Investing in the stock market is one of the great wealth creators in the world. Many people that invest their funds solely in safer, lower-return assets may never get ahead because their money is growing more slowly than inflation, especially in the current economic environment. So to help make the jump into stocks a little less intimidating, here are five key investment terms you’re likely to hear:
- Bull Market vs. Bear Market – You surely know by now that stocks can be risky and move up or down quite a bit over various periods of time. However, people tend to assign the overall sentiment or mood of a market over time based on how much that market has moved recently. When you’re in the midst of a “bull market,” that means stocks have been performing very well, often up 20 percent or more since their low. And a “bear market” is the opposite, meaning they’ve lost up to 20 percent of their value. This is important because some people see a bear market as an investment opportunity to buy stocks when they’re cheap. Others see it as a warning sign that the decline could continue.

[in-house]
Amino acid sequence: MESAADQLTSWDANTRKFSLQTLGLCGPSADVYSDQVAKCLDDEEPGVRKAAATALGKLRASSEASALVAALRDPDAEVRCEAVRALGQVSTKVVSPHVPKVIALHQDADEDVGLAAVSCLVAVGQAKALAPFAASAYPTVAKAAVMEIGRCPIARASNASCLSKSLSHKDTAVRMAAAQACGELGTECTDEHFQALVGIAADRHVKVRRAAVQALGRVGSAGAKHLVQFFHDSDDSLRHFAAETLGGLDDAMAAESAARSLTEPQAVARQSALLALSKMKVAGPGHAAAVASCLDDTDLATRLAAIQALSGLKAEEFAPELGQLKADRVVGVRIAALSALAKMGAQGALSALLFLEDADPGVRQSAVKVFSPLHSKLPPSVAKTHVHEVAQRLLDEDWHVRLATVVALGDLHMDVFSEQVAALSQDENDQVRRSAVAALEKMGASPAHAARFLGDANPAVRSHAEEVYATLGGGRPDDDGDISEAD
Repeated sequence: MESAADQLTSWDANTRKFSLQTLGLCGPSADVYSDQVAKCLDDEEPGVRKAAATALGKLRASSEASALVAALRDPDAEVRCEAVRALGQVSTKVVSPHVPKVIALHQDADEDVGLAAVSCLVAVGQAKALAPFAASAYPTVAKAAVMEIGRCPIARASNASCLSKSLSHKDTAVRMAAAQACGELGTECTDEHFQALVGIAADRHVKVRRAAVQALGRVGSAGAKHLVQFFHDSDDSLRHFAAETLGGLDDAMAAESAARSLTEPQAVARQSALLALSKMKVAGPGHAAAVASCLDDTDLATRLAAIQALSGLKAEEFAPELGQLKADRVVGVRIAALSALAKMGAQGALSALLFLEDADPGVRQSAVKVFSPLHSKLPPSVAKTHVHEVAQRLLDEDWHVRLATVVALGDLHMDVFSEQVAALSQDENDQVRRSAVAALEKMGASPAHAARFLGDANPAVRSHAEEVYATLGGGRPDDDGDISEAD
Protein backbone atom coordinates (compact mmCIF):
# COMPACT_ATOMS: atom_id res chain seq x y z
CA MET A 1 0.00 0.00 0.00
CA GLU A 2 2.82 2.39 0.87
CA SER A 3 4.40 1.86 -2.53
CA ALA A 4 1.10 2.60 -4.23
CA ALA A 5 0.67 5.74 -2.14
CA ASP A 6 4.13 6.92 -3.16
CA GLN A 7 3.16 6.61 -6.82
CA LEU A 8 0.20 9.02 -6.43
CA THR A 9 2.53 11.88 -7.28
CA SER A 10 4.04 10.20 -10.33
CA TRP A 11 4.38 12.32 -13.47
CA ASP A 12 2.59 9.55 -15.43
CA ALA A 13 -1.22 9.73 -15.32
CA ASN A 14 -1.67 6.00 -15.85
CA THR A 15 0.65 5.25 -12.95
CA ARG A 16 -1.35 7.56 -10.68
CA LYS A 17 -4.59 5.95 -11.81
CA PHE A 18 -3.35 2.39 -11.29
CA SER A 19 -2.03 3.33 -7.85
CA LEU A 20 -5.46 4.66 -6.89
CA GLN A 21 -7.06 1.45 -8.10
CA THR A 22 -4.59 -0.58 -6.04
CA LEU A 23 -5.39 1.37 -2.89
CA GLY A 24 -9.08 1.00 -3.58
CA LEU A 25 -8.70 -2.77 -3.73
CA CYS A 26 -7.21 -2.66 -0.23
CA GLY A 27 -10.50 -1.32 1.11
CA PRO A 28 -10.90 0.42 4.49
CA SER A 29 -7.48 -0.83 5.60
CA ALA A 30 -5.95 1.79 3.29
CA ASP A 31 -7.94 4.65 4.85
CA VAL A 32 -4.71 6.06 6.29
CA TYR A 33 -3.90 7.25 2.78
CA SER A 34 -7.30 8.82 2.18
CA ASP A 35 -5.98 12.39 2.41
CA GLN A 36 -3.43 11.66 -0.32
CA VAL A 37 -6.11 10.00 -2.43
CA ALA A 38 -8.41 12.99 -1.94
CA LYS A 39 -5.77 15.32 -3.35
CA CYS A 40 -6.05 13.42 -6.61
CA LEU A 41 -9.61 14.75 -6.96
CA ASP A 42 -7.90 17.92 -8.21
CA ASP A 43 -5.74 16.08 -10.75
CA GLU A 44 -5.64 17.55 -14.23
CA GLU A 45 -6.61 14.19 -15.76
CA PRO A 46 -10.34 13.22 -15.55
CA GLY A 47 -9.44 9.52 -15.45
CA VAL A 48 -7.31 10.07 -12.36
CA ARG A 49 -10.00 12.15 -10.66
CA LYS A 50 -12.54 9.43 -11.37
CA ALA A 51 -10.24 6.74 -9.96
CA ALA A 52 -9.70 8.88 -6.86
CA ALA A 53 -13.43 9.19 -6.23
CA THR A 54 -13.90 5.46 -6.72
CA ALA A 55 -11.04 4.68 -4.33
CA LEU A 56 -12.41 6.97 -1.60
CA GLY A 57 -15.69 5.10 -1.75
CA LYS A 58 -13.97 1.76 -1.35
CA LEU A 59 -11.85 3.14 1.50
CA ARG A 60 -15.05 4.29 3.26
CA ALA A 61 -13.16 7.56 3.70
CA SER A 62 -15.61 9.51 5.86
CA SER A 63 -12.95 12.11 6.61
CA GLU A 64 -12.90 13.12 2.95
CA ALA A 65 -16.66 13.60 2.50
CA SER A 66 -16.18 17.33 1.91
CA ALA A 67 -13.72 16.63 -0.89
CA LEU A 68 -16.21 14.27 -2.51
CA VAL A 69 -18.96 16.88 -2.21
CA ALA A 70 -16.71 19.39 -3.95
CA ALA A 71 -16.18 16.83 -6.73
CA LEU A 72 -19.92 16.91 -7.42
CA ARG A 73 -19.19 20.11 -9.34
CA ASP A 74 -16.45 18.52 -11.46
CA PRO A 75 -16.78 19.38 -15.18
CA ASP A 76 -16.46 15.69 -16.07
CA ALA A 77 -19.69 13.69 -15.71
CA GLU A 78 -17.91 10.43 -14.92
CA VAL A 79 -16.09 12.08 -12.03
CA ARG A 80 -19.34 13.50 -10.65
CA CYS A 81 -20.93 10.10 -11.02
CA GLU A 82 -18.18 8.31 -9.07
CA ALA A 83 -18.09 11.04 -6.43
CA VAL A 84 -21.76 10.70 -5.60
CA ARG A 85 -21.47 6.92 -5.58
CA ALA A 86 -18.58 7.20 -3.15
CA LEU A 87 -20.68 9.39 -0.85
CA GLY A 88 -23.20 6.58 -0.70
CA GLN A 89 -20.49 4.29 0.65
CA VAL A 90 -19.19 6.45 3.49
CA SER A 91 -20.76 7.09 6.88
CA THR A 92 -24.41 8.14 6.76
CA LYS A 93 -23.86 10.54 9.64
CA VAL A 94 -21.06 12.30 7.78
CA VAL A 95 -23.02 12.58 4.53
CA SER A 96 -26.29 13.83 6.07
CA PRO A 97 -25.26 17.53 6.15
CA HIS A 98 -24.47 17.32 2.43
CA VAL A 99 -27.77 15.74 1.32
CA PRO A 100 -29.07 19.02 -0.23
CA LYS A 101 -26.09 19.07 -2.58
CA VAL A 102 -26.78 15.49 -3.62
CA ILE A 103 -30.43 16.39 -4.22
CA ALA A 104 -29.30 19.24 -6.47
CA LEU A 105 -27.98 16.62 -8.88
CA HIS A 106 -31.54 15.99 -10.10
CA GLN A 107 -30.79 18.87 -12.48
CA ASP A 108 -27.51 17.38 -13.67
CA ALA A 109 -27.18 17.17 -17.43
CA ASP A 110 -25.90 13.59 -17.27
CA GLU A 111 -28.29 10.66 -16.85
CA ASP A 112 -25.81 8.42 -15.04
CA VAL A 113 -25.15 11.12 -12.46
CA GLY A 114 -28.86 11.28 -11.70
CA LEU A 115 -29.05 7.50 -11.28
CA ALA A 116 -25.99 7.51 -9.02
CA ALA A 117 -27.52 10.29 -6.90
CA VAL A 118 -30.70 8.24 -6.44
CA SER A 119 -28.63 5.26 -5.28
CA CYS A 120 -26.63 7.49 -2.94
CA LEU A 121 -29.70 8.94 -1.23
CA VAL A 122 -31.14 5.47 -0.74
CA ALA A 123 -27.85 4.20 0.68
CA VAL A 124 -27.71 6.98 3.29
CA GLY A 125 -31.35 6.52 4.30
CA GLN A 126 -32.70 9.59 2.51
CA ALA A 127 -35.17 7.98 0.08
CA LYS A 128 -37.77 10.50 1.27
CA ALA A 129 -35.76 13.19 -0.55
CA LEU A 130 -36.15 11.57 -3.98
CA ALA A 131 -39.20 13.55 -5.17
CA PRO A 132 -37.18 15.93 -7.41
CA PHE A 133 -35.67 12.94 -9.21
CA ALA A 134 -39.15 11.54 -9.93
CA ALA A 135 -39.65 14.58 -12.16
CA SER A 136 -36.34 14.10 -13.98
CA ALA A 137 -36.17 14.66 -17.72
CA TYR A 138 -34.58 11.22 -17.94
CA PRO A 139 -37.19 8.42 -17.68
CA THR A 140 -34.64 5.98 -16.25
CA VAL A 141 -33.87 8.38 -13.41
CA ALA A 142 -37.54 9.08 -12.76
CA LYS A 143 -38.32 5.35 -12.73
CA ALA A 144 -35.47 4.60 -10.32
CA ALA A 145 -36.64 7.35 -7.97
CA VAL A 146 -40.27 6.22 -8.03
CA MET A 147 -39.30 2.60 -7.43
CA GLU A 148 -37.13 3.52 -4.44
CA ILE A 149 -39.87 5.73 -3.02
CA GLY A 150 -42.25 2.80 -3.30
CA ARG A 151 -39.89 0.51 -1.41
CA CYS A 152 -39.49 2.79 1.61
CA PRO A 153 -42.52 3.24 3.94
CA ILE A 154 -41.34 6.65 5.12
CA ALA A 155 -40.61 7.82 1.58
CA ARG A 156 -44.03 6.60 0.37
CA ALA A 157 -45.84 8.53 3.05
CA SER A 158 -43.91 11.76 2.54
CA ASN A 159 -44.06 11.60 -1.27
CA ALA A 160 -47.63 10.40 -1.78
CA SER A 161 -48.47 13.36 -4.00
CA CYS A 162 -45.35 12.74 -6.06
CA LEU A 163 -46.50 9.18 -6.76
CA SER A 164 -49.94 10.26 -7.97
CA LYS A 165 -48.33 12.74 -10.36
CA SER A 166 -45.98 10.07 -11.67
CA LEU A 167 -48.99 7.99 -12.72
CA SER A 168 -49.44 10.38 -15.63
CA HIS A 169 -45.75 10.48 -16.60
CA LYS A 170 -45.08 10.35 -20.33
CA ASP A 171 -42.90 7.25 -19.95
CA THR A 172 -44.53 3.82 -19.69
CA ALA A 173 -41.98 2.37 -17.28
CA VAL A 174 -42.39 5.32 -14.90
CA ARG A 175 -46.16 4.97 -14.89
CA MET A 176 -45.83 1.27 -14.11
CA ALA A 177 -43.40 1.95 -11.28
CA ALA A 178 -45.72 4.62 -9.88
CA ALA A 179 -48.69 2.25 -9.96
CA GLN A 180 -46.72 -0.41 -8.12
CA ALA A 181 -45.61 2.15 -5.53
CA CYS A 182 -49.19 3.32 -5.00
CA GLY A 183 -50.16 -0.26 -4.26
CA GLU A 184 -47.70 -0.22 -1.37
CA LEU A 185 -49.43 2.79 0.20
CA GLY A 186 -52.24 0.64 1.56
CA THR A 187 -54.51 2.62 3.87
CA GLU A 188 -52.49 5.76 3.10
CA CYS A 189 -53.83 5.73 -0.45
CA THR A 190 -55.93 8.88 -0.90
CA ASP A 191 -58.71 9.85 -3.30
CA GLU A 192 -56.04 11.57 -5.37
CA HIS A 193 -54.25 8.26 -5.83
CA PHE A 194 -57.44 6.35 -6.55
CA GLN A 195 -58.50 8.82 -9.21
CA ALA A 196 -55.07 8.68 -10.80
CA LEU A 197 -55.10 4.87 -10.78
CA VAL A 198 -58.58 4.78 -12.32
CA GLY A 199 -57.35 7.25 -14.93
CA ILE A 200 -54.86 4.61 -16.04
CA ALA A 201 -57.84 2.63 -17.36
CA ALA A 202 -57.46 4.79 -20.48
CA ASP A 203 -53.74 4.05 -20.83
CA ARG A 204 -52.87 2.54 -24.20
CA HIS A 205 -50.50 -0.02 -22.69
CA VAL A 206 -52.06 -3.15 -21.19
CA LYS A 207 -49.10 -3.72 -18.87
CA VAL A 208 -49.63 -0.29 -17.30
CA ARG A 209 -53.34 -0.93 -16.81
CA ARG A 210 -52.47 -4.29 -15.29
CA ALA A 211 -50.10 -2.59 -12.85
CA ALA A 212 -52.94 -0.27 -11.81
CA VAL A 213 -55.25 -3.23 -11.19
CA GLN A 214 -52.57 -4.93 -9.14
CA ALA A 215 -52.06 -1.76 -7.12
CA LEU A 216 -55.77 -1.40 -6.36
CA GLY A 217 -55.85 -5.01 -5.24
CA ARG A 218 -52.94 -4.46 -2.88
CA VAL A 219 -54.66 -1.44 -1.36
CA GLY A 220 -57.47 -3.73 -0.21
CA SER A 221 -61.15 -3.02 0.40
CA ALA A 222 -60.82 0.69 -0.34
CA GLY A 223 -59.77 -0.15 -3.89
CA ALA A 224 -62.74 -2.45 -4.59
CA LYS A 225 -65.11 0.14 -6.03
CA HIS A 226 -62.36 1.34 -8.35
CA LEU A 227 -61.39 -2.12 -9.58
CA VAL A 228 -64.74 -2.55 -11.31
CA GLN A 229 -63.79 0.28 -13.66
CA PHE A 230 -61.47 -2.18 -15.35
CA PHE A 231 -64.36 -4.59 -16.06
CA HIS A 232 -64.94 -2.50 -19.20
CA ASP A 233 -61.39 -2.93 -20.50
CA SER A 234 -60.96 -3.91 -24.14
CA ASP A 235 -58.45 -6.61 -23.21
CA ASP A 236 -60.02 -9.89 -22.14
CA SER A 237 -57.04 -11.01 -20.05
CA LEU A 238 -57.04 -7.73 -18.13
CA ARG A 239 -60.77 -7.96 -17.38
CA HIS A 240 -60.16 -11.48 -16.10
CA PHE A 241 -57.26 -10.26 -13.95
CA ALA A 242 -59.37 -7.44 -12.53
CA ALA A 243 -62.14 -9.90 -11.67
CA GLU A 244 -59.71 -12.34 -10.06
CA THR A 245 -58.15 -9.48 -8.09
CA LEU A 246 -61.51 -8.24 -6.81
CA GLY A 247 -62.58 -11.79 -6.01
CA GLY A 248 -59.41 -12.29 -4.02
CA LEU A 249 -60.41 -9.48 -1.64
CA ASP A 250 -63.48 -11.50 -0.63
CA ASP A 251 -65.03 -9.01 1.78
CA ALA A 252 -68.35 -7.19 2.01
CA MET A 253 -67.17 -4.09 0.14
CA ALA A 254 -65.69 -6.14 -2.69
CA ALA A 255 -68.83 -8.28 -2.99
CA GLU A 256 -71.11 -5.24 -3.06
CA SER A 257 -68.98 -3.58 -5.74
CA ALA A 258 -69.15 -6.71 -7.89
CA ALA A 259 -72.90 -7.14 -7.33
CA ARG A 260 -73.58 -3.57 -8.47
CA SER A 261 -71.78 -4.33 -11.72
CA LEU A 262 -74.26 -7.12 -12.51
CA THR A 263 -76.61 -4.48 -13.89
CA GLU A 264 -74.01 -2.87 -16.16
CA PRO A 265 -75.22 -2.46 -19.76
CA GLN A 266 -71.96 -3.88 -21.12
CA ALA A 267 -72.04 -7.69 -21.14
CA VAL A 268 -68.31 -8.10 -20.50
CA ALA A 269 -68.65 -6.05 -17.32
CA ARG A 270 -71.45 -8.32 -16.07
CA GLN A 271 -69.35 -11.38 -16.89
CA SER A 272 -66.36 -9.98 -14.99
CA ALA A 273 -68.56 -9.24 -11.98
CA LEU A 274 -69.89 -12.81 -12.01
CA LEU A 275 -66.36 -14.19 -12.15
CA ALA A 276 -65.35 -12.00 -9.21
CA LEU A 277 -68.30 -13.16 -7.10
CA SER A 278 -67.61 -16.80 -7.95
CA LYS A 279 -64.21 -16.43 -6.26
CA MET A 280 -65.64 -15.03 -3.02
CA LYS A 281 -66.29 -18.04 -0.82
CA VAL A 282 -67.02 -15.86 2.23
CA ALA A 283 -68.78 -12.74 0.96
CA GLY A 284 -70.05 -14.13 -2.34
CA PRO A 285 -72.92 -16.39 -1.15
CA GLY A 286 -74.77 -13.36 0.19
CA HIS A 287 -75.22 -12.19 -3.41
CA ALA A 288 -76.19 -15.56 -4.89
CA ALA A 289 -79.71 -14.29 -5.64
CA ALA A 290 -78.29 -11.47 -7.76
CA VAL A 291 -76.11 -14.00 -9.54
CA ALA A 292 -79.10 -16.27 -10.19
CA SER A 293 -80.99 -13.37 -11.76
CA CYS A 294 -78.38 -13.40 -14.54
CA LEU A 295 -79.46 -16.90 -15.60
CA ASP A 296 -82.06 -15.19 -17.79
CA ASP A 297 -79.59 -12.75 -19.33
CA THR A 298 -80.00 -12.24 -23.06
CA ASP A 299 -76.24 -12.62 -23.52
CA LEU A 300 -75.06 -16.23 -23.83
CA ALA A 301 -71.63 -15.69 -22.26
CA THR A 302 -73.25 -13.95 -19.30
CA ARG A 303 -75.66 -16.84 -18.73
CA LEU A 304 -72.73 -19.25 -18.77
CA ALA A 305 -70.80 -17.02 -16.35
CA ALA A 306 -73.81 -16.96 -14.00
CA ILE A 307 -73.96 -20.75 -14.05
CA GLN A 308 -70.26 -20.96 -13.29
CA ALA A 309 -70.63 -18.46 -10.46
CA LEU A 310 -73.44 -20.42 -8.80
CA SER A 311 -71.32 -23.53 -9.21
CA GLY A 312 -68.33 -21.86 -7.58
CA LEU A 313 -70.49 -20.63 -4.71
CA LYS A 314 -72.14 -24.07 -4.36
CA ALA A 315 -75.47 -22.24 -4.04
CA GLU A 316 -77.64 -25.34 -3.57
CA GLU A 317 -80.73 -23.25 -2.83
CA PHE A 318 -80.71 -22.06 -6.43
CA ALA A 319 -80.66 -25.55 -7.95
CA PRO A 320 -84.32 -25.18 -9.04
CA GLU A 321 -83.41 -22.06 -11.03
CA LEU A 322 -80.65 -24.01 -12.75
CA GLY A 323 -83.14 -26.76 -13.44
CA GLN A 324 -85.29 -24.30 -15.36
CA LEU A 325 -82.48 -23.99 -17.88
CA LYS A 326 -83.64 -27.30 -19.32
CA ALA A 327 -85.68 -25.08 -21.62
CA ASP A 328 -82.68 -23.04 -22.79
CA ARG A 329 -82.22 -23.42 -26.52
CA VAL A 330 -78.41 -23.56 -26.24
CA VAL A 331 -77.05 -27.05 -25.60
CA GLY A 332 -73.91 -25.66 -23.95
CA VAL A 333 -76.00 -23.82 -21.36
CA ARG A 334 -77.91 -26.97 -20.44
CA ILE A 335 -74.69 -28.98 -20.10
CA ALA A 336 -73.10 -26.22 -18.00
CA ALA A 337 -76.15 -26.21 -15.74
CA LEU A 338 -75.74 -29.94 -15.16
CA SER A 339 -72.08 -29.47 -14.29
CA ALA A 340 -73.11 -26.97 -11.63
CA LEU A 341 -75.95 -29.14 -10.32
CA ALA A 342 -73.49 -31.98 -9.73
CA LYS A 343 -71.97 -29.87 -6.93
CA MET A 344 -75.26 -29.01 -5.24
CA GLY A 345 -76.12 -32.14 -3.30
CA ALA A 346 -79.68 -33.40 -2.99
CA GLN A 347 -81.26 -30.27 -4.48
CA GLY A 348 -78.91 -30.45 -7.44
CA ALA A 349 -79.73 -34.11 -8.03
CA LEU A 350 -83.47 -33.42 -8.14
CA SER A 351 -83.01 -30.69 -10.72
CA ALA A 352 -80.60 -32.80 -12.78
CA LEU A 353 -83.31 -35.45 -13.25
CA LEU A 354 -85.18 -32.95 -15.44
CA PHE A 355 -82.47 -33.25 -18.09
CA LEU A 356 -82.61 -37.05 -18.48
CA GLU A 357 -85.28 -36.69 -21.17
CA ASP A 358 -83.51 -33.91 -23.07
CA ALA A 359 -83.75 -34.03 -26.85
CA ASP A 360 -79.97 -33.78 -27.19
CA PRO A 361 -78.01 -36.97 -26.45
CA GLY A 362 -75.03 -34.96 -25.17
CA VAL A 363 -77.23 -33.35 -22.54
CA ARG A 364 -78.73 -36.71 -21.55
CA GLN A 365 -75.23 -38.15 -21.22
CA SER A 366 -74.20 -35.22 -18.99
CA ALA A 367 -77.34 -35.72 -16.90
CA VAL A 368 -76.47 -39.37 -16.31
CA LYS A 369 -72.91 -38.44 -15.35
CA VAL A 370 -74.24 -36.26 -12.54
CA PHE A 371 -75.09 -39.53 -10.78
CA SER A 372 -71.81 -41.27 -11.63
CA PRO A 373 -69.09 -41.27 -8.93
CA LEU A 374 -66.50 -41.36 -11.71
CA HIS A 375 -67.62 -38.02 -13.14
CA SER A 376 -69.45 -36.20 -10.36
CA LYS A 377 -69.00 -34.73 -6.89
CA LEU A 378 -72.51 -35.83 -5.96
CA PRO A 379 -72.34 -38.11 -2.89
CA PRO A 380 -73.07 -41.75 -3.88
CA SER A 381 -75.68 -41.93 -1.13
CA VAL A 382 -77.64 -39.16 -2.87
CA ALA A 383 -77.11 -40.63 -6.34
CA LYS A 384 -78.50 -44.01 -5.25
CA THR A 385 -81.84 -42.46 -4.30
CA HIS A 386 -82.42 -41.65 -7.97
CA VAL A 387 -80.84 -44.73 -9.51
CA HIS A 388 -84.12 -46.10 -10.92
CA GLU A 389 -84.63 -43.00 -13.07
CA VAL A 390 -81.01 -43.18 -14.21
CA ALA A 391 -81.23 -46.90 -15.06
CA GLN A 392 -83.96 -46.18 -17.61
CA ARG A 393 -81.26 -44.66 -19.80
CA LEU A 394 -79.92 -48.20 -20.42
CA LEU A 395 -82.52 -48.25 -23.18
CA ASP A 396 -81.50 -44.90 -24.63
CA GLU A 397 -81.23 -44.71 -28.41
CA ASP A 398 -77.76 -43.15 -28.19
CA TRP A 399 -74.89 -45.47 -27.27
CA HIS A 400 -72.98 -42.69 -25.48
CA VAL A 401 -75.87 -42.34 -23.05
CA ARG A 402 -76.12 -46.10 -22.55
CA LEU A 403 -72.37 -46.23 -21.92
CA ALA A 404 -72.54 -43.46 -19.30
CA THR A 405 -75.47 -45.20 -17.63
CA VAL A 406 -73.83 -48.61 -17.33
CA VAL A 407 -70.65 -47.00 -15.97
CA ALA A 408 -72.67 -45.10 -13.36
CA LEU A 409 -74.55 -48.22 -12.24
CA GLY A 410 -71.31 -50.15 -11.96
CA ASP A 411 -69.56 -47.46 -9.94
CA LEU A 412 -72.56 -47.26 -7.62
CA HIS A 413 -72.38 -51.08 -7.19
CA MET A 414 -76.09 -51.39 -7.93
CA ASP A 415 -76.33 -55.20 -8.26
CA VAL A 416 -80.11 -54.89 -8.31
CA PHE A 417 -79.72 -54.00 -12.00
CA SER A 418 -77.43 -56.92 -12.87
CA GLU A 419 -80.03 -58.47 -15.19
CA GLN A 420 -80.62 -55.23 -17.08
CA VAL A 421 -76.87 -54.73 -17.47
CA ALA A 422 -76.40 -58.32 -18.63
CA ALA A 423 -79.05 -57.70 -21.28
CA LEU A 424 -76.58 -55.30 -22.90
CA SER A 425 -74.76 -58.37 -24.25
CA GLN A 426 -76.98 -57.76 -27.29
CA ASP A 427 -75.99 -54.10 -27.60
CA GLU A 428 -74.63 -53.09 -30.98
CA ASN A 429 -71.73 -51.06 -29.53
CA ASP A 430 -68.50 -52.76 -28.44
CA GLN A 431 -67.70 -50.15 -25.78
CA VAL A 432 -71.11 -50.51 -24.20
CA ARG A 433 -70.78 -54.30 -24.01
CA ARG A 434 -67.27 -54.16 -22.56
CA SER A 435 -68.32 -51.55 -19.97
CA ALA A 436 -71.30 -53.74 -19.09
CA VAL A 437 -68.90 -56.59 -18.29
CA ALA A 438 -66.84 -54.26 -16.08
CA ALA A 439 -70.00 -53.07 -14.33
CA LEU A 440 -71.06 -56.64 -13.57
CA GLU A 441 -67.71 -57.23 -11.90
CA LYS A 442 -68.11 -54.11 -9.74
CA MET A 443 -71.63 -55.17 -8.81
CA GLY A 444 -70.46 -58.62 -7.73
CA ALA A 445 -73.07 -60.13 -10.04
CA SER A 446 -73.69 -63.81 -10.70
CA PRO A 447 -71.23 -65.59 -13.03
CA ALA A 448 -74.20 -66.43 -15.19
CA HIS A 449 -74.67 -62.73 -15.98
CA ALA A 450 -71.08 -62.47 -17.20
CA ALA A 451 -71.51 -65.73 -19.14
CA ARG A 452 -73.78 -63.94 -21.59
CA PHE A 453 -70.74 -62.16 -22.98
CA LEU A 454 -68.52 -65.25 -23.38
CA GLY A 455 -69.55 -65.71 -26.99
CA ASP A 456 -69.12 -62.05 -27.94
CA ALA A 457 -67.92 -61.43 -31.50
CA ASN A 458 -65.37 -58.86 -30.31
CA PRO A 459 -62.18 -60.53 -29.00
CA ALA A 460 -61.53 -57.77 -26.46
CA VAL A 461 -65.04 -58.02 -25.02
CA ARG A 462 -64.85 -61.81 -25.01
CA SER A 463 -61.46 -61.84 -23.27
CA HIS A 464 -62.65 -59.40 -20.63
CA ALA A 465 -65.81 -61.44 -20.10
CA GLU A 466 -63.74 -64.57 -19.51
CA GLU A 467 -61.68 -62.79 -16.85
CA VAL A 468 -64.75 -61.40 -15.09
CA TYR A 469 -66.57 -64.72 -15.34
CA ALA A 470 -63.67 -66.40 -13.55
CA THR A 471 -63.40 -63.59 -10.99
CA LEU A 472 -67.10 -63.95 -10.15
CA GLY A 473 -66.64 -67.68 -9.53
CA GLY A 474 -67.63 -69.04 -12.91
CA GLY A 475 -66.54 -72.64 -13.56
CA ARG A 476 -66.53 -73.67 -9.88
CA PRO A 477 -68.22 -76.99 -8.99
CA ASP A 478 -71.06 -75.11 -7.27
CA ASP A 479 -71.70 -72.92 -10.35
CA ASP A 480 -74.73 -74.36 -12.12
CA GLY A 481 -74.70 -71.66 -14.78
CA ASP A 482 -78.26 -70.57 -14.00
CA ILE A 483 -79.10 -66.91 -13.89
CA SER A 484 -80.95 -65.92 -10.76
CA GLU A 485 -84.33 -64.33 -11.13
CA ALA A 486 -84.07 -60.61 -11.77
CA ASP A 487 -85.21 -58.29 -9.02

- Buy and Hold Investing – Some people like to trade stocks rather actively, whereas others like to buy some stocks and hang on to them no matter what happens in the near-term. The benefit to buying and holding is that you’re less likely to time the market wrong. Your trading fees will also be lower.
- Market Order – There are different ways to buy stocks. The most common is a market order. What this means is that when you put an order through your broker or online account, the stock will be bought at whatever the current asking price is for the stock. Likewise, when selling, the stock would be sold at the prevailing bid price. This market order concept is simpler than other types like stop-loss orders and limit orders, which have their own pros and cons.
- Leverage – Leverage is the concept of trying to achieve larger returns through the use of borrowing. Some people use what’s called a “margin account,” where they borrow money in their trading account to invest more money. For beginner investors, leverage is best avoided. It’s akin to investing money you don’t have.
- Index – Instead of buying individual stocks, which can be risky, investors often like to buy large baskets of stocks, like the FTSE 100. In doing so, they are not only buying the largest and most popular British stocks, but they are also protecting themselves from a decline in any one stock. And instead of paying a fund manager to try to pick the best stocks, they can usually get a lower-fee fund made up of the same 100 companies, which is called an index. The fact is that most money managers don’t beat a standard index anyway, so this is often a better approach than trying to pick stocks individually or pay for a higher-fee fund that’s actively managed.